Free book for boys and reluctant readers
Reading is important
Any book that helps a child to form a habit of reading, to make reading one of his deep and continuing needs, is good for him. –Maya Angelou
Most adults would agree that reading is important, but many kids detest reading. Video games, devices, and TV are preferred entertainment and escape. They provide instant gratification. Reading takes time. For some kids, reading isn't engaging.
I had this same problem with my son, so I solved the problem.
The classic stories I remember enjoying as a kid don’t interest my son and his immediate attention span. If he doesn’t enjoy the story from page one, he will not read further.
So how did I get my son to read?
I showed him how much fun it is to get sucked into a story.
Your book is amazing I can't stop reading it – Joseph Young via twitter
Contemporary and Classic titles alike don’t interest many kids. Don’t worry, the love of reading is learned. We need a starting point. We need that one book that is just as engaging on the first read as the fifth, just like a really great movie that kids want to see again and again. A positive association with reading will make kids want to read more.
A love of reading is cited as the number one indicator of future success. My son didn’t have the desire to read. He didn’t care about the books I chose to read to him, and was overwhelmed with the selection at the library. I want my son to succeed, so I had to do something. Since we struggled to find books he cared to read, I wrote one. An epic saga about the things he loves. I put it in a world he loves and addressed the issues he faces in his life.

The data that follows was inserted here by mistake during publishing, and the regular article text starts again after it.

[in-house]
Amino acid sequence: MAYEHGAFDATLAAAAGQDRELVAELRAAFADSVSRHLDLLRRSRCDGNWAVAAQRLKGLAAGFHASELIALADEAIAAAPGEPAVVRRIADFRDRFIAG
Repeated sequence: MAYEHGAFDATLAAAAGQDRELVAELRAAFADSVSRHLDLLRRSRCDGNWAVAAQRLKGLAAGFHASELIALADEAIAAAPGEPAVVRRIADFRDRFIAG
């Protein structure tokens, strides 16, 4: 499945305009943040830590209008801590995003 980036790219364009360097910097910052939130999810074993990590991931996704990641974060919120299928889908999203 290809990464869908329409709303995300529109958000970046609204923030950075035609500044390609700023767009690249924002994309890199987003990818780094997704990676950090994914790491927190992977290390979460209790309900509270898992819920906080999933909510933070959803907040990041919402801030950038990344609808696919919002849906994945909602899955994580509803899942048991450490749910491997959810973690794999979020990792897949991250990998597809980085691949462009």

I just love your books I've been reading them over and over again. -Carson via twitter
But it's a video game book
Don’t worry; it’s not a book about video games, nor is it a game strategy book. Flynn's Log is a hero's journey that takes place inside the Minecraft world that today's kids know and love. The protagonist, Flynn, naturally flows through Maslow’s hierarchy of needs (builds shelter and tools, learns what to eat and discovers a digital friend) and faces questions about his destiny. He learns important life lessons about friendship, integrity, and trust. Flynn's Log is good for kids without being boring.
Thank you so so much for the free ebook. My son loves Minecraft now with this book I can get him to read to me. – Jennifer Wilkins
Start your son or daughter on journey today, reading Flynn’s Log 1: Rescue Island. Free on available these devices and apps.
Why is Flynn's Log 1 Free?
My son loves reading — finally. If you have experience with a reluctant reader then I know your pain and I want to help. I’ve seen thousands of kids transform with this book. My readers, who don’t usually read books during the summer, couldn't put Flynn's Log 1 down.
Good book I thought I would never read a book on my summer but I feel I'm gonna finish it soon – Multigamer 47 via twitter
Let this book change your kid’s life too. You have nothing to lose and an avid reader to gain.
Once you learn to read, you will be forever free.
I am giving away Flynn's Log 1 free because I want to give you a risk-free way to hook your reluctant reader.
Please and I mean PLEASE, WRITE MORE! I absolutely love it! They're outstanding books.
-Devon123321 via twitter
What are Books for Boys?
I spend lots of time with teachers and parents. I hear parents ask, “How do I get my son to read? Do you have books for boys?”
I wrote the Flynn's Log series for my son, and this book is interesting for boys. However, the series is a non-stop read for both boys and girls, especially those who are interested in Minecraft.
The more that you read, the more things you will know. The more that you learn, the more places you'll go.
What are you waiting for?
You have nothing to lose!
News for Parents of Reluctant Readers
Get Reluctant Reader Book News from Stone Marshall
Ten years ago today, Minecraft made its debut into the world, marking a significant milestone in the history of video games. Just as we can’t imagine the gaming industry without this universally-loved title, which has now sold 176 million copies worldwide, we also can’t imagine what the video industry would look like without all those MinecraftYouTube videos.